By Lori Midson
By Cafe Society
By Cafe Society
By Lori Midson
By Mark Antonation
By Nathalia Velez
By Jonathan Shikes
By Alex Brown
My spoon lay face-down next to the melted remnants of the watermelon-mint granita, a soft, sweet reminder of the glory of summer produce infused into a dessert with an airy texture that resembled snow. My espresso cup was as empty as my granita glass. The check had been paid, the conversation had halted. It was time for the evening to end, but I couldn't tear myself from my seat. Because for the past five minutes, I'd been watching a fat black spider gracefully weave a silver web the size of a bicycle wheel between two of the posts that rise up from the railings to enclose Bella Bistro's patio. Under the glittering strands of the lights overhead, with soft vocal jazz echoing in the peaceful dusk, it was a storybook ending to my three-hour meal, and I wasn't quite ready for the short culinary vacation to end.
That was a Tuesday, when a single waiter was enough to provide perfectly timed service to the half-full patio and dining room at Bella Bistro. On the following Saturday, even that spider would have had difficulty maneuvering the space, which was so full of people I practically had to sit in my companion's lap to avoid getting smacked in the head by a pitcher of water. Waiters moved at a frenzied pace, tucking in their elbows to awkwardly shimmy through narrow pathways between tables. The chefs, on stage beneath the bright lights and before the black-and-white tiled walls of the open kitchen, moved rapidly from stove to oven, barely escaping collisions as they crossed paths. The jazz (or whatever soundtrack the restaurant had in mind that night) was inaudible in the din of the lively crowd, and there was no lingering over espresso. Infected by Bella Bistro's energy, we were keen to socialize over an after-dinner drink in another spot. Except that we were in Arvada, where few such spots exist.
When chef-owner Shelly Steinhaus opened the doors to this converted 1950s Texaco gas station three years ago, she envisioned a neighborhood restaurant with a coterie of regulars, people who found reason to grace her tables several nights a week. To accommodate those regulars, she wound up creating an eatery that adapts to its crowd like a chameleon as the week progresses, with the more casual pace of Tuesday slowly building to the revelry that defines the weekend.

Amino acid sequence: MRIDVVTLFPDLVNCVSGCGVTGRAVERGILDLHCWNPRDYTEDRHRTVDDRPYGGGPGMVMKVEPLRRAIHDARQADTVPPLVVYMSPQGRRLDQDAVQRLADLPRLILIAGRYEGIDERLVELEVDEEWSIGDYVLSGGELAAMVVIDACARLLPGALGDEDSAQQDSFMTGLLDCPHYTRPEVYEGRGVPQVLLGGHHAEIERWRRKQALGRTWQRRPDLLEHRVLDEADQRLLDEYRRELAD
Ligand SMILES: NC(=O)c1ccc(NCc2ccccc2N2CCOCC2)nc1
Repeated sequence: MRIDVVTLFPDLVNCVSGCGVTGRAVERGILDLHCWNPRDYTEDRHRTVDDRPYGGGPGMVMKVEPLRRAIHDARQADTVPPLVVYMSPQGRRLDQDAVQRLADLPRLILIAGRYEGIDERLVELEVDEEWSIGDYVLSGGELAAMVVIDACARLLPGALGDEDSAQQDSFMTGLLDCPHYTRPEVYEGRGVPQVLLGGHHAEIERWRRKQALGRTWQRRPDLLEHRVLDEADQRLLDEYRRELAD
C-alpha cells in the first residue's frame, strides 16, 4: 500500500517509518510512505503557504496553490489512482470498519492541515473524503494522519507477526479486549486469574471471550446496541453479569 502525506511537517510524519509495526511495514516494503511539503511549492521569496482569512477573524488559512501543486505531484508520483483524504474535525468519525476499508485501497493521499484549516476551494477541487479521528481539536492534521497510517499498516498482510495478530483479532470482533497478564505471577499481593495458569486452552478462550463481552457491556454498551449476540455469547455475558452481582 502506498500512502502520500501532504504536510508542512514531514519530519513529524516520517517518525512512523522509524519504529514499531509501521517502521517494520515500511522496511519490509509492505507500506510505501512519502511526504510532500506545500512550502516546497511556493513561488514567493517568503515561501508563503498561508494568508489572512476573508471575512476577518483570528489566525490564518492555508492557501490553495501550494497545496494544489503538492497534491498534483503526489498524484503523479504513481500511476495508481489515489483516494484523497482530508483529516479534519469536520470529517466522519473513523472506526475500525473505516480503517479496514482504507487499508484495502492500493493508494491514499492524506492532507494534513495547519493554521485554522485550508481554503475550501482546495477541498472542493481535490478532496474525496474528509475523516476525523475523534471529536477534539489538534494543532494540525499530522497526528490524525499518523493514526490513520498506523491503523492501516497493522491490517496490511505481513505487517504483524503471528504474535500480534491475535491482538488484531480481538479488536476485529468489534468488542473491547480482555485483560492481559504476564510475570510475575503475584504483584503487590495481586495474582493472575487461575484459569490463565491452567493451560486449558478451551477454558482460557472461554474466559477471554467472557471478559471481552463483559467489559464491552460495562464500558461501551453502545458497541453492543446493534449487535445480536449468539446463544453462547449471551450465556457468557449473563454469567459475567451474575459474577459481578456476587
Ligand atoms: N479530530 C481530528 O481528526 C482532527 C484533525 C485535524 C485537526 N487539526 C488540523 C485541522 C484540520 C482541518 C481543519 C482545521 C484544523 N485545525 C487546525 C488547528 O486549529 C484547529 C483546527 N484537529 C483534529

7702 Ralston Road
Arvada, CO 80002
Region: Northwest Denver Suburbs
Steinhaus and her sous chef, Chris Wray, accentuate the dichotomy between the Bella Bistro of the week and the Bella Bistro of the weekend by changing the menu twice over the course of the five nights the spot is open. Tuesday through Thursday, it lists simpler fare: a handful of pizzas and pastas follow the appetizers and large, fresh salads. On weekends, the team ups the ante, replacing pizzas with hearty entrees and serving much more complicated dishes.
A masterful understanding of seasonality runs through both menus, reflecting Steinhaus's culinary training. Since earning a degree from the Culinary School of the Rockies, she's continued her education by forging relationships with winemakers in Italy and traveling to that country to work in their family restaurants. Through those connections, she's learned regional secrets from mothers and grandmothers in Puglia, Sicily and Piedmont, then brought their wine, their recipes and their techniques back to Arvada. She also employs an Italian mindset to find producers, building up relationships with small farms and wineries rather than working with big businesses. She credits the success of her restaurant to those relationships.
They certainly paid off with the wine list, which features 65 interesting Italian bottles about which the staff can tell detailed personal stories. And they also paid off with Steinhaus's food. Other than a solitary chunk of watermelon, every scrap of produce I was served at Bella Bistro was excellent — not just because it came from good farmers at a good time of the year, but because Steinhaus and her kitchen showed restraint in featuring it. They allowed the produce to shine, using just salt or olive oil or maybe a couple of balancing elements as foils for fruits and vegetables that really needed no further help.
The burrata cheese was an oozing sphere with a thin, firm mozzarella shell barely strapping in the soft, creamy mascarpone center, brushed with olive oil and served with crunchy toast, fresh leaves of arugula and three slices of heirloom tomato at the peak of ripeness — a simple appetizer lifted to exquisite by the juicy bite of late summer. Two steamed artichokes were ideally augmented by just a dusting of salt and a lemon aioli. And in an appetizer all too often ruined by underripe fruit, two wedges of candy-like cantaloupe were plated with salty prosciutto.
The salads were composed just as thoughtfully as the starters. One brought together sweet honeydew and watermelon, field greens, spicy banana peppers and salty ricotta salata beneath a light coating of balsamic vinaigrette. Normally I stop at a couple bites of salad, but this blend enticed me to finish the whole thing. I was equally enamored of a version that had plump, earthy sweet figs harmonizing with hazelnuts and pungent Gorgonzola over the same field greens, with a brachetto red-wine vinaigrette topping it all.